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Permian crude differentials have significantly compressed after the August start-ups up EPIC’s interim crude pipeline and PAA’s Cactus II. In response, pipelines are already beginning to lower their walk-up tariffs as the Permian transitions into a more overbuilt environment and the battle for volumes heats up. In this week’s report, we discuss the Permian in greater detail and which companies in our coverage have benefitted the most from these wide crude differentials over the past 4 quarters.
As we say goodbye to summer and head into conference season, we devote this week’s Midstream of Consciousness to reference materials for investors to help with company meetings. Inside the report we have updated questions to ask management and summary financial information for a number of large cap midstream companies, including ENB, EPD, KMI, LNG, OKE, PAA, and WMB.
This week we hosted a virtual NDR with EPD CFO Randy Fowler and head of Fundamentals, Tony Chovanec, and also had the opportunity to meet with KMI President Kim Dang and TRGP CFO Jennifer Kneale. It’s hot in Texas in August, but the companies seemed fairly cool and comfortable in their plans and financial outlooks even in a more volatile energy and macro tape. Key focus areas in each of our meetings included capital allocation, the implications of slowing E&P production growth, and an update on key growth projects. See company-specific takeaways below and in more detail in the body of the report.
As midstream investors shift their focus to 2020, there have been a lot of questions regarding production growth and what volumes will look like into next year. In this week’s report, we break down the Wolfe Energy team’s recently updated production model, which expects incremental production to decelerate some over the next year and a half. At the basin-level, the Permian is expected to provide the bulk of the growth, though volumes may underwhelm the slew of takeaway projects near completion and recently announced. In response to lower production growth, we expect midstream capital spend to decrease materially into 2020, which should help midstream screen much more favorably in terms of positive FCF yields next year. We show our projections for capex and FCF outlooks for 2020 vs. 2019 for our coverage in the report.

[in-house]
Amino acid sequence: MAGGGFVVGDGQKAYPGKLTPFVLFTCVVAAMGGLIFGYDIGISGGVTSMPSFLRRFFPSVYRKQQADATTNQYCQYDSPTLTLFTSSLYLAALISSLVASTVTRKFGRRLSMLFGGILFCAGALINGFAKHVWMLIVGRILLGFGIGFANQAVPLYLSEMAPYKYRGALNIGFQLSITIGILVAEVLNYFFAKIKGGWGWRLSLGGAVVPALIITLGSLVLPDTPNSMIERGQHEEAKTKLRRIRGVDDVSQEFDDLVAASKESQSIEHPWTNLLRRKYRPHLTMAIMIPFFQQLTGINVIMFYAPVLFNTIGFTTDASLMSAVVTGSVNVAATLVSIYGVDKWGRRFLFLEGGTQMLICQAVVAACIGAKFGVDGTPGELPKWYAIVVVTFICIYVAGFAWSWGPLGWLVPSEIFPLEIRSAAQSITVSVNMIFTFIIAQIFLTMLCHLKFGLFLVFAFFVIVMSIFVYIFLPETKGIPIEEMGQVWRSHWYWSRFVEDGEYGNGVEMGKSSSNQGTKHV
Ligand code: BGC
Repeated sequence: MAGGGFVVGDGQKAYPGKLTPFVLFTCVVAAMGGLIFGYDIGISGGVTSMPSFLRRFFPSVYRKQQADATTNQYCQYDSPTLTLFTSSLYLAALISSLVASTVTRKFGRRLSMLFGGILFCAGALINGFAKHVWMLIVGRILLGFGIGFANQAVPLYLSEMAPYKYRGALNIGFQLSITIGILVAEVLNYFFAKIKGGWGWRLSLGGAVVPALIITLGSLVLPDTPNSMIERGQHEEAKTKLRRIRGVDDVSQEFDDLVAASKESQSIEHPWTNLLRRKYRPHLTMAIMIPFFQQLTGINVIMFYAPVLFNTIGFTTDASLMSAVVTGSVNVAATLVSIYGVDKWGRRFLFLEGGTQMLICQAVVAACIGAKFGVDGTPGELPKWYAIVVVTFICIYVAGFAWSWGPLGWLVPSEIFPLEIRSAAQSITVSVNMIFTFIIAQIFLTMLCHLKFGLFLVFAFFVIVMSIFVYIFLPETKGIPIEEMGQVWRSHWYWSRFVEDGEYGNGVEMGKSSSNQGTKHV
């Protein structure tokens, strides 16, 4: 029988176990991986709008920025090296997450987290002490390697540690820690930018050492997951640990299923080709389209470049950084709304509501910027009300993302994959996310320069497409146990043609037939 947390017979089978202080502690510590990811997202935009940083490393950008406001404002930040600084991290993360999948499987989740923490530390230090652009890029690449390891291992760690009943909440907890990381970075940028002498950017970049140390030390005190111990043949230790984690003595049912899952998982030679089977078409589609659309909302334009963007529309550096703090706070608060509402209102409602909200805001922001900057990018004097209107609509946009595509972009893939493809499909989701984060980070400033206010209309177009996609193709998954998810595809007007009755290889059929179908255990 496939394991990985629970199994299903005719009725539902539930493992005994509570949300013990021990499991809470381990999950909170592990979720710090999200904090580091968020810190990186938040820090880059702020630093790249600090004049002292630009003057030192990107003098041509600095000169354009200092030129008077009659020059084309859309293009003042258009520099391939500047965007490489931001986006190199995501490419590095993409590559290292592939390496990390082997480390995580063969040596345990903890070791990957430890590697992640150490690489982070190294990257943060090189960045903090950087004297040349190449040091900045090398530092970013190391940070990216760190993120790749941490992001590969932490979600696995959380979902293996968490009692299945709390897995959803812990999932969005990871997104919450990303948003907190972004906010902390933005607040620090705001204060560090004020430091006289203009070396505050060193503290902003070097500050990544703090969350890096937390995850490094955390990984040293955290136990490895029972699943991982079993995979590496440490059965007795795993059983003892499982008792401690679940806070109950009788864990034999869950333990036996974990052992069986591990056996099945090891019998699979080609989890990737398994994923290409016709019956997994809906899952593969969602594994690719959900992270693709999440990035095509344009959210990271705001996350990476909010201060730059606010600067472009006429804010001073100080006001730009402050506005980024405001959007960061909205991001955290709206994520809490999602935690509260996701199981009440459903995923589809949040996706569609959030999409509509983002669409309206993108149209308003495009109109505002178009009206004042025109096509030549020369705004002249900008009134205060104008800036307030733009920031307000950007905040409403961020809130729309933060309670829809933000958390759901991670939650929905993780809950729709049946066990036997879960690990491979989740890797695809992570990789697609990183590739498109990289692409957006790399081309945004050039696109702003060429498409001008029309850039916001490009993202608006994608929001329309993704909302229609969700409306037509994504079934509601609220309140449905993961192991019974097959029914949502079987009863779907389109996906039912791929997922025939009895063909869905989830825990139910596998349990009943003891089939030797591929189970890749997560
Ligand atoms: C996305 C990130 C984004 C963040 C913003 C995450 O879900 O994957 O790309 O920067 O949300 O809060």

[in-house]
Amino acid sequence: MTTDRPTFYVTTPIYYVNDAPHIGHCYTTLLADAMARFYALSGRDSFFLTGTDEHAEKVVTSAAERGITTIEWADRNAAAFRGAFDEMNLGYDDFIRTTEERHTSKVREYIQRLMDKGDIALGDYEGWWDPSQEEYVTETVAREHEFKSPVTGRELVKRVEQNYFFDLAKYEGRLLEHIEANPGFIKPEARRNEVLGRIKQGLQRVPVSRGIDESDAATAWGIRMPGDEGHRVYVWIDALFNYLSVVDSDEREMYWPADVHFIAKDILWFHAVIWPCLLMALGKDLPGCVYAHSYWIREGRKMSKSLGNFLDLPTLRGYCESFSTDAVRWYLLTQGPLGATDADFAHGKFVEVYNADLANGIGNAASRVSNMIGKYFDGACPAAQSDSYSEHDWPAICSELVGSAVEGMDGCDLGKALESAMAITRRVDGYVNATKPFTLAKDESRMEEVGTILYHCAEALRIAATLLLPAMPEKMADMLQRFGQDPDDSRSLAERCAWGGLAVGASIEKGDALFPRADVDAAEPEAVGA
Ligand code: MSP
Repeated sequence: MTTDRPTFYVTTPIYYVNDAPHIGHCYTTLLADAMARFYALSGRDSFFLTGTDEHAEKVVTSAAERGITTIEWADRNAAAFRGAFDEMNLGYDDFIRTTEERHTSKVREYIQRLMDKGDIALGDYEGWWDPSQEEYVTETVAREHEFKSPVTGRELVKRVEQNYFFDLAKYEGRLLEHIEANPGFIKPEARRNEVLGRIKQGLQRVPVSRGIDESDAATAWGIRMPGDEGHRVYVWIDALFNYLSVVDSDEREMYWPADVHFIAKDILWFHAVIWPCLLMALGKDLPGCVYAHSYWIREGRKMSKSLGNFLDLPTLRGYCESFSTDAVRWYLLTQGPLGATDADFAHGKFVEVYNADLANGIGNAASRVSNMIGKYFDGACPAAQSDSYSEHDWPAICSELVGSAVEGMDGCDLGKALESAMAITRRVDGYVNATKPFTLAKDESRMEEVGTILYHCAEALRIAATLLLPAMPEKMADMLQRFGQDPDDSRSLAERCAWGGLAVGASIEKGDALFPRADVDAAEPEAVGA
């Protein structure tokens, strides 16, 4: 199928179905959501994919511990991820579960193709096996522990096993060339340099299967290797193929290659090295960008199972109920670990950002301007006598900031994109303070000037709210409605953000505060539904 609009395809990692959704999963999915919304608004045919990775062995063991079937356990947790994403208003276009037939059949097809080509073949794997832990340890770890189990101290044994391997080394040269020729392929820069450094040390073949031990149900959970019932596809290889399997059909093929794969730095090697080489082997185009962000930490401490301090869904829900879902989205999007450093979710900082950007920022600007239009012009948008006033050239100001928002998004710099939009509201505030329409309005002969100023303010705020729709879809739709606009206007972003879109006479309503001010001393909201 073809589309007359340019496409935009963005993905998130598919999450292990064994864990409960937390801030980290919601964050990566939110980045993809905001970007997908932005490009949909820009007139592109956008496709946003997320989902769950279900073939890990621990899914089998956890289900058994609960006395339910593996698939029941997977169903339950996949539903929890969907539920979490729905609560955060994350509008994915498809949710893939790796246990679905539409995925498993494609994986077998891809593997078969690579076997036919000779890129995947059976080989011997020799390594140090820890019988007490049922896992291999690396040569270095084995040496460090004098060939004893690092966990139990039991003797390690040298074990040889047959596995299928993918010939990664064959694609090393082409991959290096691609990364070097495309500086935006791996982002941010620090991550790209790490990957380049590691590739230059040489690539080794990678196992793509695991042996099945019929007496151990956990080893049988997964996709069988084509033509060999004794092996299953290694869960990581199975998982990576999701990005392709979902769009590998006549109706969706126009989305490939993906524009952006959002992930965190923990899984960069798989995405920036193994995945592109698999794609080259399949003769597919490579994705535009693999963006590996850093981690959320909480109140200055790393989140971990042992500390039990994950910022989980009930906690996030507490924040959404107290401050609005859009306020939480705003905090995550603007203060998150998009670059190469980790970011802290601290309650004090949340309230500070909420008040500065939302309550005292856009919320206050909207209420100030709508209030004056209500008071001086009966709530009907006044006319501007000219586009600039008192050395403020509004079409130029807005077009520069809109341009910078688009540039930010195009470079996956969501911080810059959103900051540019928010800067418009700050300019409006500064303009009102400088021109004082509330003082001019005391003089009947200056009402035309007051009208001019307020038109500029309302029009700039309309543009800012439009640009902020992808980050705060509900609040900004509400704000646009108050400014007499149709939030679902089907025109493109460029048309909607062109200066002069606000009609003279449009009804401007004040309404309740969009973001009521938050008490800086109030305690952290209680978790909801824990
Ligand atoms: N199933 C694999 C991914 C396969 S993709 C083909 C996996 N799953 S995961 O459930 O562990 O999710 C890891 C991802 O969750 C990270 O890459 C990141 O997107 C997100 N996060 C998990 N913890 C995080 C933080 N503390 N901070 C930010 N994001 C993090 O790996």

We move to No Rating after Pembina’s announcement to buy KML . We are moving to No Rating on KML from Peer Perform given that the stock is no longer trading on fundamentals due to the announced acquisition of the company by Pembina Pipeline Corporation. For our thoughts on the deal, please see our KMI note.
Surprise exit from Canada at good value. KMI will sell KML and the Cochin pipeline to Pembina (PPL CN) for $2.2-$2.3B of proceeds net of tax leakage, while also removing $550M of preferred equity from the balance sheet. The assets would have contributed $260M of 2020 EBITDA, implying almost 11x EV/EBITDA after the tax impact. We see it as about neutral to DCF/share assuming $1.2B of debt paydown (4.5x EBITDA from assets sold) and the rest of the proceeds going to buybacks (see p.5). However, the sale was a positive surprise three months after the KML strategic review concluded with no news. Mgmt. was patient and ended up getting a good outcome for shareholders that simplifies the KMI structure and greatly boosts financial flexibility in 2020.
Market volatility increased this past week and interest rates collapsed. The 10-year treasury yield has now fallen 113 bps YTD, while the 30-year dipped below 2% for the first time ever. In this week’s report, we take a look at the current interest rate environment and how midstream’s market leading dividends could present a viable alternative for yield-starved investors in search of higher returns. That said, August performance to date has not proven this to be the case with midstream again performing just like any other energy sub-sector, and safety names significantly outperforming within the group. Separately, we also discuss the results from our Q2 poll which showed less bullish views on midstream than a quarter ago.
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